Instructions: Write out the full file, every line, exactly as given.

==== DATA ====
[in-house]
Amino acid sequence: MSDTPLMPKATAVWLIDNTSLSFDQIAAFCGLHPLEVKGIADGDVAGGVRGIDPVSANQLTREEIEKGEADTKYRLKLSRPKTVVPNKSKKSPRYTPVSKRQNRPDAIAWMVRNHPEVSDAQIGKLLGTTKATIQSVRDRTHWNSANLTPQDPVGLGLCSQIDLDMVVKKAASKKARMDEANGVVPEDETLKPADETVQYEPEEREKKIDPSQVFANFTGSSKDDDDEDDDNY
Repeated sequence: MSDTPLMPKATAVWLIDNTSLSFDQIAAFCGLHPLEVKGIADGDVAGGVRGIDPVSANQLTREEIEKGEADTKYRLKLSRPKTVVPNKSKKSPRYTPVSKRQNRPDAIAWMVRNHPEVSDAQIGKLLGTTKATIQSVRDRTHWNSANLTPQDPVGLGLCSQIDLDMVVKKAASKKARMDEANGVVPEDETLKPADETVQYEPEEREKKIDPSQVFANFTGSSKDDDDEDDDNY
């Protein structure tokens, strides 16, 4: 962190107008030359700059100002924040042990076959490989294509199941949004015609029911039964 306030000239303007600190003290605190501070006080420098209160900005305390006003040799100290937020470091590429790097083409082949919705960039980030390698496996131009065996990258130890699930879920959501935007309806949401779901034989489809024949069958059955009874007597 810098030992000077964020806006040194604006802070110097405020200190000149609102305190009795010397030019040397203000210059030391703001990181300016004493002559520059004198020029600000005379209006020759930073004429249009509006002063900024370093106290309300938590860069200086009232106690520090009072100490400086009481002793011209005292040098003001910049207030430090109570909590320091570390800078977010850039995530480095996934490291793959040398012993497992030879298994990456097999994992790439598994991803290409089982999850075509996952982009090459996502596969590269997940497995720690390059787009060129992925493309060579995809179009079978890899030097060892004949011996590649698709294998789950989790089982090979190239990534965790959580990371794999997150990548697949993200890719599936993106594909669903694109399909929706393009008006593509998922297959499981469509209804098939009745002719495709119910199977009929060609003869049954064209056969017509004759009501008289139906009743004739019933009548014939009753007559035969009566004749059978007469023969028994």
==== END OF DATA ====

[in-house]
Amino acid sequence: MSDTPLMPKATAVWLIDNTSLSFDQIAAFCGLHPLEVKGIADGDVAGGVRGIDPVSANQLTREEIEKGEADTKYRLKLSRPKTVVPNKSKKSPRYTPVSKRQNRPDAIAWMVRNHPEVSDAQIGKLLGTTKATIQSVRDRTHWNSANLTPQDPVGLGLCSQIDLDMVVKKAASKKARMDEANGVVPEDETLKPADETVQYEPEEREKKIDPSQVFANFTGSSKDDDDEDDDNY
Repeated sequence: MSDTPLMPKATAVWLIDNTSLSFDQIAAFCGLHPLEVKGIADGDVAGGVRGIDPVSANQLTREEIEKGEADTKYRLKLSRPKTVVPNKSKKSPRYTPVSKRQNRPDAIAWMVRNHPEVSDAQIGKLLGTTKATIQSVRDRTHWNSANLTPQDPVGLGLCSQIDLDMVVKKAASKKARMDEANGVVPEDETLKPADETVQYEPEEREKKIDPSQVFANFTGSSKDDDDEDDDNY
């Protein structure tokens, strides 16, 4: 962190107008030359700059100002924040042990076959490989294509199941949004015609029911039964 306030000239303007600190003290605190501070006080420098209160900005305390006003040799100290937020470091590429790097083409082949919705960039980030390698496996131009065996990258130890699930879920959501935007309806949401779901034989489809024949069958059955009874007597 810098030992000077964020806006040194604006802070110097405020200190000149609102305190009795010397030019040397203000210059030391703001990181300016004493002559520059004198020029600000005379209006020759930073004429249009509006002063900024370093106290309300938590860069200086009232106690520090009072100490400086009481002793011209005292040098003001910049207030430090109570909590320091570390800078977010850039995530480095996934490291793959040398012993497992030879298994990456097999994992790439598994991803290409089982999850075509996952982009090459996502596969590269997940497995720690390059787009060129992925493309060579995809179009079978890899030097060892004949011996590649698709294998789950989790089982090979190239990534965790959580990371794999997150990548697949993200890719599936993106594909669903694109399909929706393009008006593509998922297959499981469509209804098939009745002719495709119910199977009929060609003869049954064209056969017509004759009501008289139906009743004739019933009548014939009753007559035969009566004749059978007469023969028994």